On Threats to an Apex Predator
It was the winter of 1984, and we were running long lines for grouper and tilefish in the Gulf. 18...
It was the winter of 1984, and we were running long lines for grouper and tilefish in the Gulf. 18 miles of gear, a hook every thirty feet or so, anchors clipped every so often to take the alewife baits to the bottom in maybe 600 feet of water.
Run nine miles, cut the line, attach a buoy, start baiting the leaders on the big cart for the other nine miles of line on the spool. Pulling gear, mid-afternoon on day three or four, the kill boxes half full of grouper, the spool began to slowly reverse. We knew the signs of truly big fish – the groaning of the gear, the singing of the monofilament under tension, the great bubbles of air exploding on the surface when a warsaw grouper was being hauled up from the pitch black world of canyons and cliffs and reefs that yawned below the thin skin of our hull.
But this was something very different. I remember the first mate, a good friend and a top hand, grabbing the flying gaff and telling me to hold on to the rope that was tied to the huge head of the gaff. A warning bell went off in my head, and I hitched the rope around a cleat on the gunwale instead. The fish, worn down by the miles of line and weights and fish hanging below it, and by the tension of the spool above it, eventually began coming up.
A black and silver missile appeared below us, head down, a wild whip of a tail, longer than its body, undulating in the electric blue water. “Thresher shark!” somebody said. I had seen smaller ones, never realized they attained such monstrous size. The long, impossibly graceful tail broke the surface, and my buddy the first mate struck the fish with the flying gaff, somewhere in the gills. All hell broke loose. The thresher exploded from the water, and then tried to sound. The rope I was supposed to be holding tore the cleat cleanly from the fiberglass of the gunwale, as the boat rocked mightily. But the mainline held, and the spool began unwinding again, though the huge fish was swimming only a foot or so under the water. Our captain, a man only a couple years older than we were, emerged from the wheelhouse holding the boat’s .223 Ruger Ranch rifle, and cursing, pumped a half dozen rounds, fast, into the shark’s head. I’ll never forget the deep thudding sound of the bullets striking, or the explosion of blood into the water around the fish.
In the end, after a herculean butchering job, conducted with the fish in the water and us leaning over the gunwales because we had no way to hoist such a monster into the forty foot boat, we hauled a couple hundred pounds of meat aboard and packed it away into the ice holds. I cannot remember exactly what it was worth then- maybe $2.50 a pound, maybe a bit more. We cut the jaws from the fish’s head and brought them in, but a thresher’s mouth is small in proportion to its head, and they dried in a funny hour-glass shape and were unimpressive.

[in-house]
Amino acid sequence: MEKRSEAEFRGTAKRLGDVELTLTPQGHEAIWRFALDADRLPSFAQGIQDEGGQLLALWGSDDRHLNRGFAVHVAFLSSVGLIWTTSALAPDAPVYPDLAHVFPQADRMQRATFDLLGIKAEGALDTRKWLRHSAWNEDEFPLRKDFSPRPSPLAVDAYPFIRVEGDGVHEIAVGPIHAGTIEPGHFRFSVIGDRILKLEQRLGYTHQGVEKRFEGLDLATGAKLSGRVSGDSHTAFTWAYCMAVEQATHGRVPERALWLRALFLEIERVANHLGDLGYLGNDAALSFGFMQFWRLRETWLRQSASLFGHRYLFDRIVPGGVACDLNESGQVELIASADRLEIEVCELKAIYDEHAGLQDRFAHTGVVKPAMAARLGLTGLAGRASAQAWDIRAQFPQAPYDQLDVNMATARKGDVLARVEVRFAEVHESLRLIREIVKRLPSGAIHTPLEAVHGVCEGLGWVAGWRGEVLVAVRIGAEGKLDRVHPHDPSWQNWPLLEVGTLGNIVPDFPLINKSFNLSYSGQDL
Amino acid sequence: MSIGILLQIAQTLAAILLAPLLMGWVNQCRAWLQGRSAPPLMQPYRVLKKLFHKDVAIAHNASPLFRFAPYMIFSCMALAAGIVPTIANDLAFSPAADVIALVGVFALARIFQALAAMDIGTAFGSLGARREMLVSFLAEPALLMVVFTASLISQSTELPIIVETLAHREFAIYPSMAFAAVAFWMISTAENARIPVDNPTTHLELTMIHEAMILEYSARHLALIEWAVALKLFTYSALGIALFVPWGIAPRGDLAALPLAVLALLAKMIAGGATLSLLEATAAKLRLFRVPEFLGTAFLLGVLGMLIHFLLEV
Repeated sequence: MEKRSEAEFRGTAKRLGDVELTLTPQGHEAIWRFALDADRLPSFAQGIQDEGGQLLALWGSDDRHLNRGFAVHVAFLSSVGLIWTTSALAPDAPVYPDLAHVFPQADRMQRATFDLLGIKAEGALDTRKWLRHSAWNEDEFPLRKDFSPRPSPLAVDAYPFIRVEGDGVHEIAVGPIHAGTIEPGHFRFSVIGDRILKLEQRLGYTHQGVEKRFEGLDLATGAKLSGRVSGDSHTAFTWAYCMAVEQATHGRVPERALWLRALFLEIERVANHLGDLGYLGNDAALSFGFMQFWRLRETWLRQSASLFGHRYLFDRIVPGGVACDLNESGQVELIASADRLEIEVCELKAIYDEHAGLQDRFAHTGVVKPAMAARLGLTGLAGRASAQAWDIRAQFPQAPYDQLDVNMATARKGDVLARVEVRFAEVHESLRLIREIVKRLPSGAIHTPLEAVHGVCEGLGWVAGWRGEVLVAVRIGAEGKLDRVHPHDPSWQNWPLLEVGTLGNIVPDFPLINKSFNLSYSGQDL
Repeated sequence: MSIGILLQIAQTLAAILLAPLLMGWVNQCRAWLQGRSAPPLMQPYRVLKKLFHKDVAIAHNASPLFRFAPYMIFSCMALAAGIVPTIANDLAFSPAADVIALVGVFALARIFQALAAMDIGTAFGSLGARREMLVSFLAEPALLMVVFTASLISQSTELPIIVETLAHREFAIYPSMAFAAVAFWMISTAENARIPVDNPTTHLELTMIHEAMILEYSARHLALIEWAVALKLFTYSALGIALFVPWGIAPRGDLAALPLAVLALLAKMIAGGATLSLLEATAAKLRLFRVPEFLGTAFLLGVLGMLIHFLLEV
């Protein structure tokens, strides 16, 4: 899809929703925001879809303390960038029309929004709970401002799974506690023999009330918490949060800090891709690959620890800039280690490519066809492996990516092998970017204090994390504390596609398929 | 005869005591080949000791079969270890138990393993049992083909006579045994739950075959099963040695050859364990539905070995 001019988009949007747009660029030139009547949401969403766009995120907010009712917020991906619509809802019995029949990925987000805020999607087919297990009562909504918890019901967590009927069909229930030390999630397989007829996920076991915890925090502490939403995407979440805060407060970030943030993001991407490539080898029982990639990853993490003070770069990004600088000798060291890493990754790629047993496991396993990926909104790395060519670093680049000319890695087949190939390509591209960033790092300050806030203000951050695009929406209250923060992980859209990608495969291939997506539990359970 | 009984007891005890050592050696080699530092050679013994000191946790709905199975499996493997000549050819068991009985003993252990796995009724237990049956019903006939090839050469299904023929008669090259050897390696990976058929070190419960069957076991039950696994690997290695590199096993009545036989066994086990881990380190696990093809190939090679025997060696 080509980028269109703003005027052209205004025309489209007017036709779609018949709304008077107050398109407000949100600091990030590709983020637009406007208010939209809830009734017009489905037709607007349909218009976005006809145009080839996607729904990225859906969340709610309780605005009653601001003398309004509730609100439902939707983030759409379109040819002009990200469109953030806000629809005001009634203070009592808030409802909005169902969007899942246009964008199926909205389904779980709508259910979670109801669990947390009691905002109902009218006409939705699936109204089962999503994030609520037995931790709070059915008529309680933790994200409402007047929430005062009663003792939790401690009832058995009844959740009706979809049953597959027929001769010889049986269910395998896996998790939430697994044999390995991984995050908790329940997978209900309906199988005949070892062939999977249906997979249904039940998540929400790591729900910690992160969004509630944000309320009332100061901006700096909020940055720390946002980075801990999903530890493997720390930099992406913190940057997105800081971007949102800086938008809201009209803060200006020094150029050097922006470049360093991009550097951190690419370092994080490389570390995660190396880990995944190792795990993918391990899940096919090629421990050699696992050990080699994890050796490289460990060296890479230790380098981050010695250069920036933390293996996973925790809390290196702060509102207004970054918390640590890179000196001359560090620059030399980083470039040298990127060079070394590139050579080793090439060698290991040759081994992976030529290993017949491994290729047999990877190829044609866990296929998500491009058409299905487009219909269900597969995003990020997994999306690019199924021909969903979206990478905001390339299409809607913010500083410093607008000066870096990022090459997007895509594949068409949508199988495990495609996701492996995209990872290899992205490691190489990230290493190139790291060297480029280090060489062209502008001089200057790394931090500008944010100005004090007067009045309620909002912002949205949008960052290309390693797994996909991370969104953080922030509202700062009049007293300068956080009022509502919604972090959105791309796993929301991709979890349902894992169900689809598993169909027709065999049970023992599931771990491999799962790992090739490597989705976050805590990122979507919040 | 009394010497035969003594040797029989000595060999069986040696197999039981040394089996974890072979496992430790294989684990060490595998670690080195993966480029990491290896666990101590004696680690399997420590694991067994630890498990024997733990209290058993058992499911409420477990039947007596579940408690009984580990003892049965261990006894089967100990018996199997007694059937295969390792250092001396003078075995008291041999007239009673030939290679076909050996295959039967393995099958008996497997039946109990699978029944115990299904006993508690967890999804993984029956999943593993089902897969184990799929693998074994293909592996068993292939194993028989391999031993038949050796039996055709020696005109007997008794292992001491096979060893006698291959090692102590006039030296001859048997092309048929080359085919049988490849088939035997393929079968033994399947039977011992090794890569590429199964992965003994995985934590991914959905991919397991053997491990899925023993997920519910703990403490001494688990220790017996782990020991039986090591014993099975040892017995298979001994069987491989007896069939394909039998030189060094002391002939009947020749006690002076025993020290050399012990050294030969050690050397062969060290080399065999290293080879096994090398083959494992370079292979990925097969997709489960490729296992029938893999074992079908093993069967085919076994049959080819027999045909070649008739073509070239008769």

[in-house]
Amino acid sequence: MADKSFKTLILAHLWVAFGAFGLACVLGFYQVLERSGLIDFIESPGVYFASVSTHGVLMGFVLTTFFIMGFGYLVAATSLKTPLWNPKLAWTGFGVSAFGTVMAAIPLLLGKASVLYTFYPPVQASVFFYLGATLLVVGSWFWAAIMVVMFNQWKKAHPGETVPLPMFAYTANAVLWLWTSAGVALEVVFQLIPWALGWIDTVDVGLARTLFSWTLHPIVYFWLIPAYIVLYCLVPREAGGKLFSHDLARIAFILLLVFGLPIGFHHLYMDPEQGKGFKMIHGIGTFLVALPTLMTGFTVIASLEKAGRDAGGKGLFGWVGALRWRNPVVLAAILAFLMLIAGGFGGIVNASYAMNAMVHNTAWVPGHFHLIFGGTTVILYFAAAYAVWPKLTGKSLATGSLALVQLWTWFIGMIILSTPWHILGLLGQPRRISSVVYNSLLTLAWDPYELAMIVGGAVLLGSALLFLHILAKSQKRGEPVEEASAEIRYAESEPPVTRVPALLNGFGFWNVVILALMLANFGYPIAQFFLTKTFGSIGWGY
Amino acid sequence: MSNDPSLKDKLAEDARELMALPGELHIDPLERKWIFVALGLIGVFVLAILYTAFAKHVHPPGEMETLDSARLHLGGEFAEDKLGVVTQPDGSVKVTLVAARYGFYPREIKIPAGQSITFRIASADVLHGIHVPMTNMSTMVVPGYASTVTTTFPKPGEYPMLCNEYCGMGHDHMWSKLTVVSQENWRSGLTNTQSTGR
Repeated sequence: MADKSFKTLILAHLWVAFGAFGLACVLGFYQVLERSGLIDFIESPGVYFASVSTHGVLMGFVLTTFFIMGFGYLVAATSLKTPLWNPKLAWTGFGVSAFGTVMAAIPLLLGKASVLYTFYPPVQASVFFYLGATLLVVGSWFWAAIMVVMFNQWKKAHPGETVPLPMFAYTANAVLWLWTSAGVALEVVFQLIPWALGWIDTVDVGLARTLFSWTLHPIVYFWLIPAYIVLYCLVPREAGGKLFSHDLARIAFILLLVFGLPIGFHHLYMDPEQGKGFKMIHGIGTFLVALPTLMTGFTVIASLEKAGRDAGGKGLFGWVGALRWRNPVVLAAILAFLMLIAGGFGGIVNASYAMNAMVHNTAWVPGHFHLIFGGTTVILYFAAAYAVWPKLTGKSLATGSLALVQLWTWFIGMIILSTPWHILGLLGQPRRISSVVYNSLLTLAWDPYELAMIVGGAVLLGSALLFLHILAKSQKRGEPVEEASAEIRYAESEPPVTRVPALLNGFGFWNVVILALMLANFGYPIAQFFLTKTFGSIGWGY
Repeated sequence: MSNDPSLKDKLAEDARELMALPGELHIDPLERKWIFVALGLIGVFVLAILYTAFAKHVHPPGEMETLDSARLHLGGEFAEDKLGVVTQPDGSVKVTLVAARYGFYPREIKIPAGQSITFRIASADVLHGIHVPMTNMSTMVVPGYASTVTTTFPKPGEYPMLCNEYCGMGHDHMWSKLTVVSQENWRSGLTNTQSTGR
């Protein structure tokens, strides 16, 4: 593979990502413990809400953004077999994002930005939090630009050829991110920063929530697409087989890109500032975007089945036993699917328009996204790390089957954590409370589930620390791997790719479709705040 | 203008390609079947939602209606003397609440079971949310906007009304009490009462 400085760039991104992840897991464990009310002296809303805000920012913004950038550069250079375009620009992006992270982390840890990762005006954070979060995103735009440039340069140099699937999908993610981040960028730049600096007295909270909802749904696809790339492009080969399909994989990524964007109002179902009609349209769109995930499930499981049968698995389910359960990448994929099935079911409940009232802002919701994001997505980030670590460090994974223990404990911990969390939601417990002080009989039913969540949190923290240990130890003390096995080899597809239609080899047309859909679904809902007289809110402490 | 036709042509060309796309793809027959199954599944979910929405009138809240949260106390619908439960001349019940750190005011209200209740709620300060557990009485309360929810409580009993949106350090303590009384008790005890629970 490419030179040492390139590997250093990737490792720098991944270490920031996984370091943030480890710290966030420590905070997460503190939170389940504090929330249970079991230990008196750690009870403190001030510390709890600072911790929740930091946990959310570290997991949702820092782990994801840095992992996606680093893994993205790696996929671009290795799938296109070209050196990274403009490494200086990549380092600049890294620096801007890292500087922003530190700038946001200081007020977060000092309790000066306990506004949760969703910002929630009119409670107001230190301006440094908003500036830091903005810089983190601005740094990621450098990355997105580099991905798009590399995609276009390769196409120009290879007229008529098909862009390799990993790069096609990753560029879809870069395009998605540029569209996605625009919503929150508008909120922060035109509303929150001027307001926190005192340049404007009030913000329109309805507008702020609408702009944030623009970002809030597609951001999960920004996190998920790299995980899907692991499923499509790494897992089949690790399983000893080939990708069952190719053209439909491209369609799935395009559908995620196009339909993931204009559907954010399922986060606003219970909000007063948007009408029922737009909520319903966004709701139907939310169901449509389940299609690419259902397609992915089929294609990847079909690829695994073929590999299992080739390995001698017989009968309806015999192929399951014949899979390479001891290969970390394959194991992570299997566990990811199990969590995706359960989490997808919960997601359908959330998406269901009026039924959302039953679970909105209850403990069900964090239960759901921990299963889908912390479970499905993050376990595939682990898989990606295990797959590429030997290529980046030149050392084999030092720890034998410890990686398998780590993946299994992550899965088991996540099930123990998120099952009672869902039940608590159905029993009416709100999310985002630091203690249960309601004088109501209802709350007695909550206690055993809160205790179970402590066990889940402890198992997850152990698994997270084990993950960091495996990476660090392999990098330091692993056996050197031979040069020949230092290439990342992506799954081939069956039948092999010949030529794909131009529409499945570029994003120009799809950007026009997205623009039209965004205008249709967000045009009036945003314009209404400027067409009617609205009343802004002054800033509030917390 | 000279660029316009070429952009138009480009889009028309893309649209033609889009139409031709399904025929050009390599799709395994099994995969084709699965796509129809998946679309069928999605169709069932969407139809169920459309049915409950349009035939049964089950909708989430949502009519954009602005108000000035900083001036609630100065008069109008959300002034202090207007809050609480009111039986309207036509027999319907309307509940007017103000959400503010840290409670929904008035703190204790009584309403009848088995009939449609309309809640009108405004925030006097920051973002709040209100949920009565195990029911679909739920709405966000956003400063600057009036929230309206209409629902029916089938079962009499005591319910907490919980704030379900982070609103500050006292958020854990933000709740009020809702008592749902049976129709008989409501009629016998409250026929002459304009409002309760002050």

It’s tail was the main thing that impressed the folks back on the dock in Destin, a few days later. We took photos of it- lost now- and eventually tossed it overboard in the harbor, where I remember you could see it clearly, turning pale and ghostly on the mucky bottom, attended by crabs and minnows. It finally disappeared.
I’ve seen a lot of sharks in my time. Swam with nurse sharks off Key West. Caught and sold black tips for beer money. Seen a mako, fourteen feet long once, eating swordfish off our lines. Cussed dogfish while surf fishing for reds and croakers, then watched my six year old nephew catch one and saw his face light up like a Christmas tree, “shark! I caught a shark!” We were radioed for fuel once by a couple of old boys on a boat with a bad reputation. We were headed in from a seven day trip, loaded down with fish and in the best of moods. We gave them what fuel we could spare, pulling alongside, and heaving over a hose. There was no wind that day and the dead fish smell off of their boat was astounding. Lines strung from their wheelhouse were festooned with reeking black shark fins, glistening with oil in the heat. It was the first we’d ever seen of the shark fin trade.
Now, according to those pesky scientists that most people don’t want to listen to anymore, [the sharks are in big trouble](http://news.yahoo.com/s/afp/20101122/sc_afp/environmentfishsharksiccat_20101/ 122100642), some species having declined by almost 99 %.
The fin trade is much to blame, they say (it’s always nice to blame whatever it is on voracious and overpopulated Asians, or at least, somebody else) but so are all the other ways we’ve treated sharks, and the way we’ve treated the ocean in general. The pesky scientists say that sharks have remained basically unchanged for almost 100 million years. According to Wikipedia, human beings have been around maybe 5 million years or so. I find it fascinating that the one species that considers itself the most evolved is so very young, and so very destructive. Why would a species that is assumed to be the most intelligent act in ways that seem so contrary to its own long term interests? So heedless, careless, infantile? What is a successful species, really? Surely I am not alone in wondering about these things?
More to the point, what will we tell our grandchildren when they ask us what happened to the mighty and fearsome sharks?